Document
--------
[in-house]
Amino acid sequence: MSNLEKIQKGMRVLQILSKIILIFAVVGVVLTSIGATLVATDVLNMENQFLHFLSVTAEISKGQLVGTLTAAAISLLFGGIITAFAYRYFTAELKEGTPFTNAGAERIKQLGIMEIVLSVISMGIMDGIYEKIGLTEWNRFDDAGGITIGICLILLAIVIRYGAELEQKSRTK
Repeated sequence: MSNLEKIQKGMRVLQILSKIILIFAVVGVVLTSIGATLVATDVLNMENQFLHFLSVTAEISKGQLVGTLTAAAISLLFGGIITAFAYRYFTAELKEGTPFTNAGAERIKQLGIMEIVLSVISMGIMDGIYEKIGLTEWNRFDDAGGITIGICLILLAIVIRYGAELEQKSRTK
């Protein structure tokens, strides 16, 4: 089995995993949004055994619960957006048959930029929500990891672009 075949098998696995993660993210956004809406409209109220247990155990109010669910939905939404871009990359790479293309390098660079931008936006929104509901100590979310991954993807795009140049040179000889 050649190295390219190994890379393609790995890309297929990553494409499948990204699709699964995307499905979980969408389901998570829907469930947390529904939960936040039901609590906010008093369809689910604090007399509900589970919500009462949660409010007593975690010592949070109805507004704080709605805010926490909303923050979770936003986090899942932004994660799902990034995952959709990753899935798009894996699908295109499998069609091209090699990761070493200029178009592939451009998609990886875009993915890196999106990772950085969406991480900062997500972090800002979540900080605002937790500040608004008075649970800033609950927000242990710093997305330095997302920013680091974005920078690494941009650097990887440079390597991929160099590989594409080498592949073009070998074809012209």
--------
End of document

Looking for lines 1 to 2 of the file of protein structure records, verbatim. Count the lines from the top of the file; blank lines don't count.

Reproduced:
[in-house]
Amino acid sequence: MSNLEKIQKGMRVLQILSKIILIFAVVGVVLTSIGATLVATDVLNMENQFLHFLSVTAEISKGQLVGTLTAAAISLLFGGIITAFAYRYFTAELKEGTPFTNAGAERIKQLGIMEIVLSVISMGIMDGIYEKIGLTEWNRFDDAGGITIGICLILLAIVIRYGAELEQKSRTK